181. The most explicit discussion of purgatory in the Confessions comes in the 1537 Smalcald Articles, II, 2, which addressed the mass as sacrifice. Besides being itself a violation of the Gospel, the mass as sacrifice "has produced many noxious maggots and the excrement of various idolatries" (§11), the first of which is purgatory. Purgatory, "with all its pomp, requiem Masses, and transactions, is to be regarded as an apparition of the devil for it obscures the chief article..." (§12). Behind Luther's typically extreme language, however, a more nuanced understanding is elaborated. "Concerning the dead we have received neither command nor instruction. For these reasons, it may be best to abandon it [derhalben man es mocht wohl lassen], even if it were neither error nor idolatry" (§12). In a revised version of the article, Luther added a discussion of the authority of Augustine claimed for the doctrine. "When they have given up their purgatorial 'Mass fairs' (something Augustine never dreamed of), then we will discuss with them whether St. Augustine's word, lacking support from Scripture, may be tolerated and whether the dead may be commemorated at the sacrament. It will not do to formulate articles of faith on the basis of the holy Fathers' works or words" (§14f). The existence of purgatory is not dogmatically denied. Rather, 1) the existence of purgatory is not taught by Scripture and thus cannot be binding doctrine, and 2) belief in purgatory is now hopelessly bound up with unacceptable practices. A belief that could be discussed in principle is concretely objectionable because of its associations.This excerpt is fascinating because it argues Luther believed:
-Purgatory isn't taught in Scripture, but yet may exist.
-Purgatory is only to be avoided because of its associations with "unacceptable practices."
-If these practices were removed, a proper discussion on purgatory could occur.
According to this article here is Luther's view of purgatory: "A belief that could be discussed in principle is concretely objectionable because of its associations." In other words, purgatory, for Luther, was an open question. Get rid of the abuses attached to it, and then it could be discussed.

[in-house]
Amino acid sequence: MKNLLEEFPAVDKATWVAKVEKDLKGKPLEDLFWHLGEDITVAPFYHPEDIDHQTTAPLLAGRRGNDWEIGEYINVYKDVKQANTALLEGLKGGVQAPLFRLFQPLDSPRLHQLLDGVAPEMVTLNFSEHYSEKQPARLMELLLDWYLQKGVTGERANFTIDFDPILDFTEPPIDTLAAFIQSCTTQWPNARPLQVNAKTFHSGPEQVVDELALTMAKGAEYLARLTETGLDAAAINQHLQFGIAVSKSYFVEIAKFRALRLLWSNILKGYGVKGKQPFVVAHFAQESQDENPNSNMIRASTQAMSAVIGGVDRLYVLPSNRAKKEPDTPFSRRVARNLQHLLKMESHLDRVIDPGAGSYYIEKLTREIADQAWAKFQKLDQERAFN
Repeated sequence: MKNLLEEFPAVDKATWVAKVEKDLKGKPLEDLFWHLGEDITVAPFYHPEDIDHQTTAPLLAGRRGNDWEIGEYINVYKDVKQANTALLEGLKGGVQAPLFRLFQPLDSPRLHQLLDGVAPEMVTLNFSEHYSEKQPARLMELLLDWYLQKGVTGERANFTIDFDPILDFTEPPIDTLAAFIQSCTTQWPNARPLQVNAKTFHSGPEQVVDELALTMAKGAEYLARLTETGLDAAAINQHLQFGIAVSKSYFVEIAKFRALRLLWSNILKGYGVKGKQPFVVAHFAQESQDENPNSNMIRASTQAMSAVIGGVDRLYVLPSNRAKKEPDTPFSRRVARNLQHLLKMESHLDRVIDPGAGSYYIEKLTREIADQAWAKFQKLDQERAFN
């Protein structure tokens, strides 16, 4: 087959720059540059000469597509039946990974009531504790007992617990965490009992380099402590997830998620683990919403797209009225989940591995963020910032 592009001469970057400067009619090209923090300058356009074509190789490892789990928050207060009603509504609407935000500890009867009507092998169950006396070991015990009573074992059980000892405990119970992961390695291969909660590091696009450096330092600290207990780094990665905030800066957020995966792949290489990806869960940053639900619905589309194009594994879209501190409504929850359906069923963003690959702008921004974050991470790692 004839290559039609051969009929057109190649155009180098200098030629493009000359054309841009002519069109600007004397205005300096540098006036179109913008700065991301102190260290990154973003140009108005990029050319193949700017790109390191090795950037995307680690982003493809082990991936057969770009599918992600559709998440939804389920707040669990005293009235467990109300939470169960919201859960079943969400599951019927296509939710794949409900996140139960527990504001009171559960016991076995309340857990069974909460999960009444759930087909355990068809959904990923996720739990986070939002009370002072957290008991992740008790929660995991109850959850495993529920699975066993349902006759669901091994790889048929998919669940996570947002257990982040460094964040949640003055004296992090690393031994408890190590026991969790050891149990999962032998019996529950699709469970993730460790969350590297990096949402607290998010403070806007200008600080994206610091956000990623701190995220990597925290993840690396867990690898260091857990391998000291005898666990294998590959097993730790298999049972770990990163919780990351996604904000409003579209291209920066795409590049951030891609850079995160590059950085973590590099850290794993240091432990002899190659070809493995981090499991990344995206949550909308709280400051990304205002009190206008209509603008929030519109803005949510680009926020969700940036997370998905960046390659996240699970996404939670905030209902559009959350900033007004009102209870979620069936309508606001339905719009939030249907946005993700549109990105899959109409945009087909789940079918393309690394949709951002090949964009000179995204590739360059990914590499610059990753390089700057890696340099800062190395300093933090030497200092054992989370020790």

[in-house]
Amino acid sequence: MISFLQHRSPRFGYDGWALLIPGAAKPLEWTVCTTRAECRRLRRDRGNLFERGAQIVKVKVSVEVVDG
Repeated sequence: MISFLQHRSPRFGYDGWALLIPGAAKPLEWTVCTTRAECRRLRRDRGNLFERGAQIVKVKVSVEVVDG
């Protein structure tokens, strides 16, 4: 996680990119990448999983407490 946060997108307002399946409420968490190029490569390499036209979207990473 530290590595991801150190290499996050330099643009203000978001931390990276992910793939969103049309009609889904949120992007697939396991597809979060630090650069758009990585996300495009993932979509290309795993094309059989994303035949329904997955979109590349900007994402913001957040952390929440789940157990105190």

In regard to the Smalcald Articles, LW states, "Under these circumstances the elector of Saxony instructed Luther in a letter of Dec. 11, 1536, to prepare a statement indicating the articles of faith in which concessions might be made for the sake of peace and the articles in which no concessions could be made."
Here are the two statements from the Smalcald Articles alluded to above. Read them for yourself and see if Luther is willing to make a concession on purgatory for the sake of peace:
Luther states in Article 12:
12 The first is purgatory. They were so occupied with requiem Masses, with vigils, with the weekly, monthly, and yearly celebrations of requiems, with the common week, with All Souls’ Day, and with soul-baths that the Mass was used almost exclusively for the dead although Christ instituted the sacrament for the living alone. Consequently purgatory and all the pomp, services, and business transactions associated with it are to be regarded as nothing else than illusions of the devil, for purgatory, too, is contrary to the fundamental article that Christ alone, and not the work of man, can help souls. Besides, nothing has been commanded or enjoined upon us with reference to the dead. All this may consequently be discarded, apart entirely from the fact that it is error and idolatry.Luther states in Article 13:
13 The papists here adduce passages from Augustine and some of the Fathers who are said to have written about purgatory. They suppose that we do not understand for what purpose and to what end the authors wrote these passages. St. Augustine (tr-467) does not write that there is a purgatory, nor does he cite any passage of the Scriptures that would constrain him to adopt such an opinion. He leaves it undecided whether or not there is a purgatory and merely mentions that his mother asked that she be remembered at the altar or sacrament. Now, this is nothing but a human opinion of certain individuals and cannot establish an article of faith. That is the prerogative of God alone. 14 But our papists make use of such human opinions to make men believe their shameful, blasphemous, accursed traffic in Masses which are offered for souls in purgatory, etc. They can never demonstrate these things from Augustine. Only when they have abolished their traffic in purgatorial Masses (which St. Augustine never dreamed of) shall we be ready to discuss with them whether statements of St. Augustine are to be accepted when they are without the support of the Scriptures and whether the dead are to be commemorated in the sacrament. 15 It will not do to make articles of faith out of the holy Fathers’ words or works. Otherwise what they ate, how they dressed, and what kind of houses they lived in would have to become articles of faith — as has happened in the case of relics. This means that the Word of God shall establish articles of faith and no one else, not even an angel.The reading given to these statements by The Hope of Eternal Life downplays the first explicit rejection of purgatory, and sees the real Luther in his willingness to discuss what Augustine meant when "purgatorial masses" are abolished. The problem as I see it, is this reading of the Smalcald Articles isolates these statements from Luther's total written corpus, particularly any writings after the Smalcald Articles.